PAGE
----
Joshua Gibbs Jun 16, 2017

Taken from "Split," a short story. 

A great many chapters had passed in Sylvia’s life between the last time she described herself as a Lutheran and the first time she described herself as “agnostic” on a Minnesota census form— the latter event, wherein Sylvia blackened a circle scarcely bigger than an ovum, prefaced by nearly an hour of pacing barefoot and refilling a wine glass.

Angelina Stanford Jun 13, 2017

It’s not often that I pick up a non-fiction book and cannot put it down. But that’s exactly what happened when I started reading The Fellowship: The Literary Lives of the Inklings by Philip Zaleski and Carol Zaleski.

Lindsey Brigham Knott Jun 10, 2017

Once upon a time, there was a land in of pure and perfect proportion. Unlike our cities, in which highways and buildings and rivers and trees often tumble over one another in unsightly haphazardom, this land boasted hill folding into hill, building rising from building, and streets and rivers flowing in elegant curves, wherever the eye could see. But, strangely, this graceful land lacked any trace of color, sound, or scent; no music, no laughter, no gardens, no paintings, no feasts filled its symmetric architecture. Would such a land be habitable?

Joshua Gibbs Jun 9, 2017

While attending conferences this summer, there are two very particular kinds of teachers you are likely to meet around the coffee carafes and book tables. While there are far more than just two kinds of teachers, I want to talk about just two. Let us call them Glad Man and Sad Man. Here is what either of these teachers will say as you are looking for the creamer.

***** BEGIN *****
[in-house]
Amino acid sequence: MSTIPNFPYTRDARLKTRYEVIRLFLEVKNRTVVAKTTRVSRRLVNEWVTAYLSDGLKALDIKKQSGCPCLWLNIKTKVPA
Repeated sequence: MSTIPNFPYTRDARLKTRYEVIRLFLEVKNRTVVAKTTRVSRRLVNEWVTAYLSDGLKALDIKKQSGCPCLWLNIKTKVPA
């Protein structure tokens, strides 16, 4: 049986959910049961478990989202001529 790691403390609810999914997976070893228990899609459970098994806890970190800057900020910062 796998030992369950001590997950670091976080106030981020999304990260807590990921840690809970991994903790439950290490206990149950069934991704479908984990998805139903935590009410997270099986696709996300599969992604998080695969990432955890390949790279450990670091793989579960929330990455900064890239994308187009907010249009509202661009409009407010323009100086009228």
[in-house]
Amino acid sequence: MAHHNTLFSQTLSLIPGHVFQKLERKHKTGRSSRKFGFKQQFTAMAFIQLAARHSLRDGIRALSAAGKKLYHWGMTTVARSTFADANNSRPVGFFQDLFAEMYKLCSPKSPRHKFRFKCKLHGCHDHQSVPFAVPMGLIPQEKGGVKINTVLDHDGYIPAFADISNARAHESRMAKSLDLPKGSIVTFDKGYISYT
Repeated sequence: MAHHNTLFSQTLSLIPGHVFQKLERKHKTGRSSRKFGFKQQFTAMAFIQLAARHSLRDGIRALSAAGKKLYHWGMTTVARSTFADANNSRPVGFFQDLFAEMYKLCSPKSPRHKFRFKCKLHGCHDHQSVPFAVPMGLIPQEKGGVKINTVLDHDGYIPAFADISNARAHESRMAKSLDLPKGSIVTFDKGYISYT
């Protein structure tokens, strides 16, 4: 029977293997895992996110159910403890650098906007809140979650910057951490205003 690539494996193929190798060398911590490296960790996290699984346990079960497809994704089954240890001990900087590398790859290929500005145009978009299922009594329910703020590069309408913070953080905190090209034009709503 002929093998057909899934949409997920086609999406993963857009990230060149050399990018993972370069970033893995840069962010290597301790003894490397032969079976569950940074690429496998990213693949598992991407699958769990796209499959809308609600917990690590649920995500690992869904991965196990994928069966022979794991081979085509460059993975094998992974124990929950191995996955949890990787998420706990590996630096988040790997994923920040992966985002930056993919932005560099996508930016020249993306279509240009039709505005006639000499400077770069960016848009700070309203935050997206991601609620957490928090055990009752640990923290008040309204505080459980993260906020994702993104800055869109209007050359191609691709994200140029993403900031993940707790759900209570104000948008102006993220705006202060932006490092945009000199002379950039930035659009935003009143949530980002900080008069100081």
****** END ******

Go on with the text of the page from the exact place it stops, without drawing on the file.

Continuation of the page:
Greg Wilbur Jun 7, 2017

One of the organizing factors in all of music is the melody. If music is sound organized in time (or rather the taking of dominion over sound and time), then melody is one way to help interpret or understand a piece of music. In her book The Anatomy of Melody: Exploring the Single Line of Song, Alice Parker states an apology for melody in her forward:

Joshua Gibbs Jun 5, 2017

Many rookie teachers are tempted to hold a hardline view on some theological issue which “the average Christian just can’t handle.” The rookie teacher believes the average American Christian is too intellectually weak to handle the real truth about pacifism, spanking, total war, double predestination, liberalism, Catholicism, monarchy, eschatology, socialism, race relations, wealth and poverty, slavery, liturgy, prayer for the dead, God’s exhaustive sovereignty, universalism, apostolic succession, nuclear war, taxation (is theft!), the Crusades, democracy, and so forth.

Lindsey Brigham Knott Jun 3, 2017

A poem by seventeenth-century poet Henry Vaughn begins with the line, “I saw Eternity the other night.” It’s a lovely turn of phrase for the way it marries the enduring, the universal, the ideal—“I saw Eternity”—with the passing, the particular, the earthly: “the other night.” Does this not capture a fleeting experience of epiphany that catches us all, one time or another—a sudden tearing of the curtain to glimpse the glory that was there concealed all along? 

Brian Phillips Jun 1, 2017

St. Benedict's Rule advises abbots to seek counsel from the monks under their charge whenever important decisions have to be made. “As often as anything important is to be done in the monastery, the abbot shall call the whole community together and himself explain what the business is; and after hearing the advice of the brothers, let him ponder it and follow what he judges the wiser course” (RB, 3.1).

Joshua Gibbs Jun 1, 2017

Step 1. One week prior to final exam, inform students the final exam will be profoundly difficult and very long.

Step 2. Five days prior to exam, purchase fifteen pounds of flour, jar of yeast, pink sea salt. Add water. Mix together. Let bread dough sit in fridge three days.

Step 3. Remind students again of how difficult the final exam will be. “You may bring all the books you read this year, though you will not know until the day of the test which of the books will be useful to you.”

Andrew Kern May 31, 2017

When our Lord was crucified and buried, the disciples were traumatized and frightened beyond the imagination of the suburban American writing this post.

When He ascended into heaven, however, they were not sad or frightened. We learn mostly from Luke that they returned to Jerusalem rejoicing, that they “were continually in the temple praising and blessing God,” and that they went up into the upper room where they “continued together with one accord in prayer and supplication.”